Sat, 03 Apr 2004

Homework from Gunawan

While many people are still wondering why some suspects in bank fraud cases have been released one after the other from police detention, we are jolted by another drama: The attempted escape of a murder suspect from a paddy wagon that was transporting him from a penitentiary to the court.

There has been no logical explanation as to how Gunawan Santoso, who is accused of the murder of a private bank director, could have fallen out of the vehicle with a pistol on his personage. After an initial body search, he was found to be also in possession of a cellular phone, three handcuffs and Rp 35.92 million (US$4,177) in cash while being transported from Salemba Penitentiary to the North Jakarta District Court on Tuesday.

Naturally, the incident, which for the police was embarrassing, stirred public interest, while law enforcers have been busy pointing the finger at each other.

Speculations arose among the public and law enforcers as to why Gunawan was not handcuffed during the trip, which was a violation of security regulations.

It is widely believed that a bigger scenario involving money and power was behind the incident. Particularly, as it generally thought that the killing of Boedyharto Angsono -- Gunawan's former father-in-law -- allegedly perpetrated by Gunawan, involved military personnel.

Gunawan allegedly received the help of marine corps members in the daylight shooting, in which Boedyharto's bodyguard, Edy Siyep, a member of the Army elite corps, Kopassus, was also killed.

In such a situation, the police must move to investigate the case, promptly and properly. The case demands serious attention, especially because of its peculiarities.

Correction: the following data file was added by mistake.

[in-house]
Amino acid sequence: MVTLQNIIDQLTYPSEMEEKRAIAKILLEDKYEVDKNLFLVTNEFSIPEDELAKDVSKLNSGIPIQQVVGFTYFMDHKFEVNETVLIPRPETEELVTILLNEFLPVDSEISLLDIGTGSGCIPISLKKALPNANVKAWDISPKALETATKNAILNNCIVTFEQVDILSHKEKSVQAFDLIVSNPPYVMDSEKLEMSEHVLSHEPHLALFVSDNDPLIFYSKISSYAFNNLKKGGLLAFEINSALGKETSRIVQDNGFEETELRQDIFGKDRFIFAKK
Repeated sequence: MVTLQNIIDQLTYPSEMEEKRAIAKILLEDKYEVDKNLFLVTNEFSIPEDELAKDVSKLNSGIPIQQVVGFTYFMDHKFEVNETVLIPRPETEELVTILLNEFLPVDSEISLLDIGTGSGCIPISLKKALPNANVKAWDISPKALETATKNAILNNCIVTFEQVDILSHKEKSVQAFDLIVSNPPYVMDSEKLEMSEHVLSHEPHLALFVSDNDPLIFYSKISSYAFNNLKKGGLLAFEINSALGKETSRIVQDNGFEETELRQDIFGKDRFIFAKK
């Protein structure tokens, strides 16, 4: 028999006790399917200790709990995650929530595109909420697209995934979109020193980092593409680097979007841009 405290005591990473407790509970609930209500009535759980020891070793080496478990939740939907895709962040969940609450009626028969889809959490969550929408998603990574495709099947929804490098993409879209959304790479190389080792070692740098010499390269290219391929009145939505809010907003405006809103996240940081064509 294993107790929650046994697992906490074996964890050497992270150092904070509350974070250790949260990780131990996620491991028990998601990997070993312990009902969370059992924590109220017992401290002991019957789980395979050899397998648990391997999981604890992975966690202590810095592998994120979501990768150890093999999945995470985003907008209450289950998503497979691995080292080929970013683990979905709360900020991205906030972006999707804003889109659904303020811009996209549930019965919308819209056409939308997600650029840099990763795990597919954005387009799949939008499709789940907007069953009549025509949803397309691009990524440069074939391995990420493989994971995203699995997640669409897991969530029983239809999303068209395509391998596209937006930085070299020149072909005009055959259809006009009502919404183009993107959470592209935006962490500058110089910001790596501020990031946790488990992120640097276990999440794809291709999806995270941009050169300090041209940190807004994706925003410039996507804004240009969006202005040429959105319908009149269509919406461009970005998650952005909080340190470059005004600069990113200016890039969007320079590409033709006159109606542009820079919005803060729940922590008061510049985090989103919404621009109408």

The fact that Gunawan was not handcuffed while being transported to the court was odd. The other fact that a staff member of the North Jakarta Prosecutors' Office was sitting inside the paddy wagon with the defendant was even stranger.

The door of the wagon was also unlocked, while no police officer was guarding the vehicle. The prosecutors and the police should have been aware that Gunawan was classified as a dangerous prisoner who had escaped from the Kuningan prison.

The police must find the answers to the questions raised by these oddities. They should find out how Gunawan came to be in possession of a 32-caliber Beretta pistol, the cash and a cellular phone, while he was in prison.

Jakarta Police chief Insp. Gen. Makbul Padmanegara said on Friday that Gunawan was helped by two prisoners and an outsider, who was identified as an ex-convict. The two prisoners are currently being questioned while the ex-convict is still at large, Makbul said.

It is a public secret that bribery is rampant among our law enforcers, and special treatment of detainees or prisoners of well-off or powerful families is commonplace. Everybody knows that.

But acknowledgement does not reveal what is hidden beneath the surface. The police must work hard to reveal to the public what really happened so as not to raise undue speculations. How could two prisoners and an outsider - mentioned by Makbul - provide Gunawan with a gun, a cellular phone and cash without being detected by the prison guards and the personnel from the prosecutors' office?

Legally, the institutions responsible for the security of Gunawan are the North Jakarta Prosecutors' Office and the Salemba Prison. But that does not mean the police should wash their hands of blame for the incident. The controversial police statement that Gunawan was shot with his own pistol needs explanation.

The police must also find out how Gunawan changed his shirt during transportation to the court house, and why the driver took the unusual route from the prison to the court. A mikrolet driver told the police that he saw the paddy wagon stop behind his car for minutes. The driver of the paddy wagon had told him that he was waiting for somebody.

But the key witness in this escape attempt is, of course, Gunawan himself. Unfortunately, Gunawan's mother and lawyer have claimed that Gunawan -- who is now being treated at the Sukanto Police Hospital -- cannot remember what happened.

There has been, however, no doctor's confirmation of Gunawan's "amnesia". If this were true, the investigation of this most recent escape drama would be more complicated.

If so, the police must work harder in their efforts to obtain the truth from a man who has "lost his memory". Gunawan is obviously giving the police difficult homework.